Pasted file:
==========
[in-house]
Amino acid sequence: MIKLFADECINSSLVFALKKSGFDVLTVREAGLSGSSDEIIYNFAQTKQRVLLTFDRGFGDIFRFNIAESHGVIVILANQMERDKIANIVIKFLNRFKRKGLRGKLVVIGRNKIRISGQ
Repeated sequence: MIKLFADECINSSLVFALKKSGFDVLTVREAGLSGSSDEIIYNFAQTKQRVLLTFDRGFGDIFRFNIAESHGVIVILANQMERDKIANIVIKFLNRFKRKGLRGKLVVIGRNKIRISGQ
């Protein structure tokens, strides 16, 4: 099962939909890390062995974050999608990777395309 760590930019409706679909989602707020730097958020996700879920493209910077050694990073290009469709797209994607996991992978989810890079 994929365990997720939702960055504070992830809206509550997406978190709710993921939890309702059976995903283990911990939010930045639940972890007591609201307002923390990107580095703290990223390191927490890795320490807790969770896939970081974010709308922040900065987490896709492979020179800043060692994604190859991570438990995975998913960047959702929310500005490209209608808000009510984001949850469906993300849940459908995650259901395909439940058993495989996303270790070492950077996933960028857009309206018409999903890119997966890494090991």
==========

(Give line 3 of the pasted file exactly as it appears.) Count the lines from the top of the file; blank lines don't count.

Repeated sequence: MIKLFADECINSSLVFALKKSGFDVLTVREAGLSGSSDEIIYNFAQTKQRVLLTFDRGFGDIFRFNIAESHGVIVILANQMERDKIANIVIKFLNRFKRKGLRGKLVVIGRNKIRISGQ